#181 Small Cheer & Great Welcome
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Shakespeare said it best
Small cheer & great welcome make a merry feast.
This quote from William Shakespeare seems to be a perfect AmperArt phrase for Thanksgiving. I’m not so sure it has such a relevant meaning in its original context (“The Comedy of Errors”, Act 3 scene 1) but it sure does fit nicely as a piece of typographic art with the ampersand turkey as part of the quote.
Colorful words inspire colorful illustration
As for “great welcome,” that term inspired the colorful feathers on the “amperturkey.” The original illustration (of which I used only the feathers) had a subdued palette of browns and grays. I started adding colors to the feathers, then realized “great welcome” should be just that: great! Inclusive of everyone — all colors, all sexes, all shapes & sizes. All religions as well, as Thanksgiving is non-denominational; that’s one reason I like this holiday (besides the food). So I did a little research & started over with the colors, including as many of the world’s skin tones as I could find & hopefully all the various sexual orientation flag colors. Feathers are all different sizes to begin with, so that part was easy.
“Small cheer” in the play’s dialogue refers to the food & beverage being served at the gathering, only to be upstaged by the camaraderie of the people present. But let’s be honest: there’s no small spread & lack of libation at Thanksgiving!
Thankfulness cards for your table & other uses
My friend Jo has told me several times that she enjoys printing & making AmperArt place setting cards for the dinner table. That inspired me to create a new design this year (previous cards were issued in 2011 & 2015), & it’s one where you can write your own AmperArt phrase (see ideas below).
These can be placed as traditional dinner table settings & made into other things such as greeting cards (with some creative cutting & gluing) & gift tags.
There are two styles you can download: one bright & colorful, symbolizing the inclusion of all colors & orientations of the world’s peoples; & a subtle color scheme closer to a wild turkey. (I prefer the bright & colorful version.) There’s an instruction sheet you can download as well, detailing how to cut & fold the cards.
Choose your style & download
There are four cards to a sheet. Print on standard letter-size or A4 sheets of cardstock (or regular heavy paper).
- Download the pdf file in your choice of design: full spectrum color or subtle color.
- You can also download the cutting & folding guide or just refer to image below.
- Cut along the red dashed lines. The vertical & horizontal lines separate the sheet into 4 cards. The curved cut lines allow the turkey feathers to pop out above the fold. You can cut along the arc as shown below, or for more detail, cut along the feather shapes, as shown in the photo above. An X‑acto knife works best.
- Score to make folding easy & clean. Score along the blue dotted lines as shown in the guide. This is where the solid purple meets the solid white on the printed cards. Do not score through the turkey feathers — you don’t want to fold these. A blunt instrument works best for scoring, such as a wooden stir stick or paper clip. You can use anything that is not sharp enough to cut through the card.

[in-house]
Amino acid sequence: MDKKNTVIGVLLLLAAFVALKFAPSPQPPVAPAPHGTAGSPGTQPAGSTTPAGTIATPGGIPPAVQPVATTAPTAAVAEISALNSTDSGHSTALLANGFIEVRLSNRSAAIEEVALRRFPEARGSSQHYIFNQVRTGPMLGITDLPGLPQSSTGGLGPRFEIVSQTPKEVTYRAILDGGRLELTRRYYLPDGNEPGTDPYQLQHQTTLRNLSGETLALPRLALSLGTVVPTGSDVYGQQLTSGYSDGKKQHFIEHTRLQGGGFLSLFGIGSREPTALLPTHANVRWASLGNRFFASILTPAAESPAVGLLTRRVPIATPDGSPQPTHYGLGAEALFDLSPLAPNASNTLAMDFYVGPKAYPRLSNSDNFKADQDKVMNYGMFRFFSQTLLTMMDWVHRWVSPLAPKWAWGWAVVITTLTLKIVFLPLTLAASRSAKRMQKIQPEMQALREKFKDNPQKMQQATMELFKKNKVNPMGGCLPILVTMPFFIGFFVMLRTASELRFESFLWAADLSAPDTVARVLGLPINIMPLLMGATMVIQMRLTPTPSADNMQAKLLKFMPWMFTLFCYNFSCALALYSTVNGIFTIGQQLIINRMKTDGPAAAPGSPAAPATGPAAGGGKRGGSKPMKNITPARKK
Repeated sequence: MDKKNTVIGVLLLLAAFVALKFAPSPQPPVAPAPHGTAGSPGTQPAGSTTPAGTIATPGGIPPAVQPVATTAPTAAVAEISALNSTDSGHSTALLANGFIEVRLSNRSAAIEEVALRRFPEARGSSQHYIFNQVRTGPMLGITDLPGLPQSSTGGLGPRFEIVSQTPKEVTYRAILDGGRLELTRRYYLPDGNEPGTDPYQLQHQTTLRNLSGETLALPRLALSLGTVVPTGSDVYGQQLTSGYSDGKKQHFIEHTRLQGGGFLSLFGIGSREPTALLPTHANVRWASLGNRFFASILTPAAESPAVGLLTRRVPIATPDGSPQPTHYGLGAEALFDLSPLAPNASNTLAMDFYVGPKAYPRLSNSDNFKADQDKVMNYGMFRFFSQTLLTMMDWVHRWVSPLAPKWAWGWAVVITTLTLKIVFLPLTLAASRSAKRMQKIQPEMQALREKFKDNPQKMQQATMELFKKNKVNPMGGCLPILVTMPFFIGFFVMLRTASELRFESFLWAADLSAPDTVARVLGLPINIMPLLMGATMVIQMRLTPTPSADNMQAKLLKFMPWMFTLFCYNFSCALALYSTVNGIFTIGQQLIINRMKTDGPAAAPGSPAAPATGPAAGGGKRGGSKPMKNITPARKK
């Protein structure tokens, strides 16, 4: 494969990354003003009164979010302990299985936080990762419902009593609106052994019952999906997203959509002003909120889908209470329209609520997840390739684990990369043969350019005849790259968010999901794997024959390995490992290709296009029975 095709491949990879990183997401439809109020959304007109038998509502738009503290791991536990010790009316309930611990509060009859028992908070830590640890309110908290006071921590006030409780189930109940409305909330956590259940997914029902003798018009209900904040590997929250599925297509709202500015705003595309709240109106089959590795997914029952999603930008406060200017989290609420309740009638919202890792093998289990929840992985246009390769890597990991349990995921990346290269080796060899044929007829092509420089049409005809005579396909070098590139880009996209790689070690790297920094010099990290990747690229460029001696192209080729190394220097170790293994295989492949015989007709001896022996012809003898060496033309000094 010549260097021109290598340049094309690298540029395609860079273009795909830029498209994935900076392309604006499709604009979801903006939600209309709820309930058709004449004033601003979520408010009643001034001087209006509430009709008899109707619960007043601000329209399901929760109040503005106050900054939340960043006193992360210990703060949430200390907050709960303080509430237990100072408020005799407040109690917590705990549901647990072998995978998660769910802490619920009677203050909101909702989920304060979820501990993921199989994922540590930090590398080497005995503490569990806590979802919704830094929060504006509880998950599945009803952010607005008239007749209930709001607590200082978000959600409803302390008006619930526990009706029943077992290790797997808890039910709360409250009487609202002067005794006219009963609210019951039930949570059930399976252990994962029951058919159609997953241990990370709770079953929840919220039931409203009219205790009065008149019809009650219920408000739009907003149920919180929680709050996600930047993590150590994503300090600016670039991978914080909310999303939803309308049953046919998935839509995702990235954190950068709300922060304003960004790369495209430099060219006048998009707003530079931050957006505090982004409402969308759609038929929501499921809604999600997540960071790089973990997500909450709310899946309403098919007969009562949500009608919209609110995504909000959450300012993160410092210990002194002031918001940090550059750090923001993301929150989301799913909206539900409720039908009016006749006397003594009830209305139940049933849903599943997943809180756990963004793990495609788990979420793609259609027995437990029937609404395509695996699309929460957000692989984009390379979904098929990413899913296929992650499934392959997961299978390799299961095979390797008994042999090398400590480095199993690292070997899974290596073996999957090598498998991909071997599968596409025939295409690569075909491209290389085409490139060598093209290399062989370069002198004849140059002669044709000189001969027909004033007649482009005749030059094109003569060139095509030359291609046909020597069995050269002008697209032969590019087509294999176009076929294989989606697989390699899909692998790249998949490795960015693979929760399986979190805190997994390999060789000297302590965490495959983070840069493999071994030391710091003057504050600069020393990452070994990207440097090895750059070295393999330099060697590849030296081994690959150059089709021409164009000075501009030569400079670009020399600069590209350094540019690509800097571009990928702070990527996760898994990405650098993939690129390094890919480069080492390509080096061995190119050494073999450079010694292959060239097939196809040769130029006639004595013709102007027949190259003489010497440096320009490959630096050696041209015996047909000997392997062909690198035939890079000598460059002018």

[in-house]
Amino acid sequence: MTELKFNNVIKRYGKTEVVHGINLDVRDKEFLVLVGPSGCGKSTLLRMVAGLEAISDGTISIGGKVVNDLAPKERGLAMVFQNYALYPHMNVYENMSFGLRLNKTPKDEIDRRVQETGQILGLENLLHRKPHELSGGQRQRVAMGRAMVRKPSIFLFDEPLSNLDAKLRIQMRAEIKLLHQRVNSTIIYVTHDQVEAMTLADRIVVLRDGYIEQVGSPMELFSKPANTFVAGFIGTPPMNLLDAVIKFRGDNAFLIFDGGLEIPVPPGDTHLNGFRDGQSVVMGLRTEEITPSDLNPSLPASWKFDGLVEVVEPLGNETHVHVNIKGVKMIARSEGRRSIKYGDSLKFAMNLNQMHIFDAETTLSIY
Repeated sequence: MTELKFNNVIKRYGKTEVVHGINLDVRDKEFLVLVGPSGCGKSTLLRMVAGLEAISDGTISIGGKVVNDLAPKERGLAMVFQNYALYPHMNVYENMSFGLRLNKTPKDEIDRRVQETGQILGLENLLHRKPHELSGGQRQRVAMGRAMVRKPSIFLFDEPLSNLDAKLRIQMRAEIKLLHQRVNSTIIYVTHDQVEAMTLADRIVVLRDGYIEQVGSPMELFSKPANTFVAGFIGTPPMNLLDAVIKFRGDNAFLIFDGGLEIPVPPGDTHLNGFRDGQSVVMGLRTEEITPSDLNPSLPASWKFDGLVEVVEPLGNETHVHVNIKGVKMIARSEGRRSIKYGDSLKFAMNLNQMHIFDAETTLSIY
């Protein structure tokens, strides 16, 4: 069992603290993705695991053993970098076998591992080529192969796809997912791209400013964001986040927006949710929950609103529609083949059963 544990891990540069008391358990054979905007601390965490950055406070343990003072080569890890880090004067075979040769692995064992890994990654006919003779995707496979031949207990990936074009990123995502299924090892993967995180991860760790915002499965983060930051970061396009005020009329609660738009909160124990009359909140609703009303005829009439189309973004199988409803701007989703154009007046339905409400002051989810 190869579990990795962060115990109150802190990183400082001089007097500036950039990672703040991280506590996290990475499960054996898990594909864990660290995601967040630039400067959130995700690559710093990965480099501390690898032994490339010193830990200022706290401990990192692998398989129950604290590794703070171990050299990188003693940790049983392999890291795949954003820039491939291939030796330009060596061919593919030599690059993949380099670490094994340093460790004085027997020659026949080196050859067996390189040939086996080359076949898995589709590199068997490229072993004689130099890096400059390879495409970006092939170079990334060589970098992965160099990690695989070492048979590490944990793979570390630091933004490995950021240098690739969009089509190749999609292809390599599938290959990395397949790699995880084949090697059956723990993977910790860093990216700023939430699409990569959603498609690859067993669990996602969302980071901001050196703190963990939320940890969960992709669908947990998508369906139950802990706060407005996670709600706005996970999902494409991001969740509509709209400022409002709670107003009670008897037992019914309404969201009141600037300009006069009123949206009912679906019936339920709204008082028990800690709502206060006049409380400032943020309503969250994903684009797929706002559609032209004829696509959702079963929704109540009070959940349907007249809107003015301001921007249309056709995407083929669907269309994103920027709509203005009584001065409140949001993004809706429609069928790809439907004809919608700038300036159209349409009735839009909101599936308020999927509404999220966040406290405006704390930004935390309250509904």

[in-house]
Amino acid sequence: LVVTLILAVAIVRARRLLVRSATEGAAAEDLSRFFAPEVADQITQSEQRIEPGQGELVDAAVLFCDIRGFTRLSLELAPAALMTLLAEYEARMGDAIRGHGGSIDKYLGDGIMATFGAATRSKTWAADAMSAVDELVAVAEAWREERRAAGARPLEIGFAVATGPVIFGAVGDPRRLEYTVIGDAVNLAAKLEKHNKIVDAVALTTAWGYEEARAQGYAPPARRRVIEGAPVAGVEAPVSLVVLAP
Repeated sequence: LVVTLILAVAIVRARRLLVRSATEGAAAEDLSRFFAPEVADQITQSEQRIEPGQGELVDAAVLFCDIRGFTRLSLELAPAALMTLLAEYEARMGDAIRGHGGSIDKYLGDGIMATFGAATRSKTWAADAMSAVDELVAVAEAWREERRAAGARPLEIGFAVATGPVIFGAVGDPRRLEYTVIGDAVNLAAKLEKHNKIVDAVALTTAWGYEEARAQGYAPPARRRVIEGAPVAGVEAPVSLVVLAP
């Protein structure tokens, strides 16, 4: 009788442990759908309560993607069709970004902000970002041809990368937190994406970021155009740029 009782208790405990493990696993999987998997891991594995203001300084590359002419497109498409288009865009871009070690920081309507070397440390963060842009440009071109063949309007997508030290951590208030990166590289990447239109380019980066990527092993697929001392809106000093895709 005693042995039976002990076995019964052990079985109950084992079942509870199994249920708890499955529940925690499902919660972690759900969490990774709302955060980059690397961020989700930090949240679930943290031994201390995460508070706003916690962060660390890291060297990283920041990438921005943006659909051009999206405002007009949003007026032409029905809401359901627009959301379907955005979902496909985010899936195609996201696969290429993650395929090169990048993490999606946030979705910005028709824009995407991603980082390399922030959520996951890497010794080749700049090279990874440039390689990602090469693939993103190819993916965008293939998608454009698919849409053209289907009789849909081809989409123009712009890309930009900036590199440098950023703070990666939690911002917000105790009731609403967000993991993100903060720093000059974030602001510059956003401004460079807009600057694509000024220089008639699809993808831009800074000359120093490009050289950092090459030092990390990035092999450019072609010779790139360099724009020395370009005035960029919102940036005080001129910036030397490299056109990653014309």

- Fold the card over only along the blue dotted lines. Do not fold the feathers; leave them flat to extend above the fold.
- Pinch the fold to keep it in place. Additionally, you can use tape or string underneath to keep the card from unfolding.
- Write your text to the left & right of the ampersand. See some ideas below.
You can use these cards for other things too, besides seating place holders. Place them around your living & work spaces to remind yourself and others of what we can be thankful for. Place one on your boss’s or co-worker’s desk. Or on your teacher’s desk. Use them as note cards (write something inside), or use just the front to paste onto a larger folded card as a greeting card. Use them as gift tags. Carry some with you to fill in & hand out.
Thankful for ampersands & more ampersands
Here are some ideas for your ampersand “Thankful for…” phrases:
- People’s names & their outstanding virtues: Uncle Gil & always willing to help out
- Couple’s names: Mike & Viola
- Things that make you happy: my dog & cats, books & dancing, flowers & butterflies
- The necessities: food & shelter, friends & family, love & light
- I personally am thankful for: artistic talent & loyal subscribers
Have a very happy Thanksgiving
small magnificent cheer
& great welcome.
(Sorry for the edit, Bill.)
Production notes for #181 Small Cheer & Great Welcome:
Original size: 20x30 inches
Program: Adobe Illustrator
Illustration: depositphotos.com (modified by Chaz DeSimone)
Other credits as noted
Note: “&” replaces “and” in most or all text, including quotations, headlines & titles.
You may repost the image & article. Please credit AmperArt.com.
To download a full-size high-resolution 11x17-inch poster suitable for printing & framing, click on the image.
Chaz DeSimone is the creator of AmperArt and owner of Desimone Design. He was adding serifs to letters when he was just a little brat scribbling on walls. Now he’s a big brat and his entire career is design, so long as each project requires the most sophisticated, logical, captivating results. Contact him at firstname.lastname@example.org to discuss your project, pick his brain, or just talk shop.